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Hi, I'm Cyndi, and I've been writing and updating  Mixed Media Artist since 2005.  If you're a new visitor, welcome! Come tr...

Monday, June 26, 2017

Spring Blows In - a mixed media painting tutorial

Spring Blows In
Cyndi Lavin, 2017
Sometimes (often), the thing you plan is not what ends up happening.  My plan was to try the swipe technique with acrylics mixed with silicone, so that I would end up with beautiful colored cells popping up through white paint.  The swipe turned out to be a complete failure.  I don't know why...others had worked wonderfully, some with even the very same colors.  But the trick is not to let a failure stop you from moving forward!



I poured acrylic paints that had been prepared with pouring medium and silicone oil.  Now that I look at this shot again, I think part of the problem may have been that the paint was just not poured thickly enough.


I swiped in an arch with white paint, but the few cells that formed were ragged.  So I continued swiping until the paint was smeared together and covering the whole piece.  I adjusted the colors and sprayed it with a bit more silicone to allow the colors to slide around a bit.



Just before the piece was fully dry, I misted it with alcohol and dripped black ink from the top.  The ink skittered because of the alcohol and silicone.  Turned upside down, I had some more of my beloved trees, looking like they were partially obscured by the arching colors.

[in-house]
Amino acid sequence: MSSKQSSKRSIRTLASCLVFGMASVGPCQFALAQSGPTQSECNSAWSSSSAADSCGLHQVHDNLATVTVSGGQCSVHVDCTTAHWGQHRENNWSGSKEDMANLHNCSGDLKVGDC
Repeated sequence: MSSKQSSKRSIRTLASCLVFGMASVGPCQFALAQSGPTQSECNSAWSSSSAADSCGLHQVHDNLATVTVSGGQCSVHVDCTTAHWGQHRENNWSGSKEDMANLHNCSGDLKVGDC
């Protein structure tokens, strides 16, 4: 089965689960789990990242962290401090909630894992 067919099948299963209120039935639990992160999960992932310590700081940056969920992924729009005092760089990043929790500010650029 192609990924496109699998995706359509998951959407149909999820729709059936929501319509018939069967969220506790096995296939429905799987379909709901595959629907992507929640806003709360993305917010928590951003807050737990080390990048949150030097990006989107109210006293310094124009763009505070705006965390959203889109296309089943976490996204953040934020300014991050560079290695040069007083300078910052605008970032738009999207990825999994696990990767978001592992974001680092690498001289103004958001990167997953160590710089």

Spring Blows In 2

Copyright 2017 Cyndi Lavin. All rights reserved. Not to be reprinted, resold, or redistributed for profit. The tutorial only may be printed out for personal use or distributed electronically provided that entire file, including this notice, remains intact.

Monday, June 19, 2017

Wisteria - a mixed media painting tutorial

Wisteria
Cyndi Lavin, 2017


I don't have any step-out photos to show for this piece, but it is so easy, you really don't need any!  It's just a simple, joyful piece that you can make anytime you're between projects and want something fun to fill an hour or two.

1. Use polymer medium to apply wrinkled white tissue paper to a piece of watercolor paper.

2. Sponge on a background color if you like.

3. Lightly mist the paper and use a razor blade to add black ink lines from the top.  Let it dry and spray with fixative before proceeding.

4. Use your gloved fingers to make the blossoms, starting with the largest and moving to the smallest.  Add a bit of white to the larger blossoms to give some shading.

Here are the colors I used:
Hansa yellow light (background)
Phthalo blue, Dioxazine purple, Quinacricone magenta, and Titanium white - all mixed in various combinations

Copyright 2017 Cyndi Lavin. All rights reserved. Not to be reprinted, resold, or redistributed for profit. The tutorial only may be printed out for personal use or distributed electronically provided that entire file, including this notice, remains intact.

Wednesday, June 14, 2017

Book review: Art Journey - Abstract Painting



North Light Books has a beautiful new volume out that was edited by Jamie Markle.  It's huge, and has the initial appearance of a coffee table book, but I couldn't possibly bring myself to call it that after I started reading and gazing my way through it.  Art Journey - Abstract Painting asks the featured artists to answer many probing questions that all of us probably have: what is the essence of abstract painting?  How much planning do you do?  What is your inspiration?  Let's look at how their answers broke down!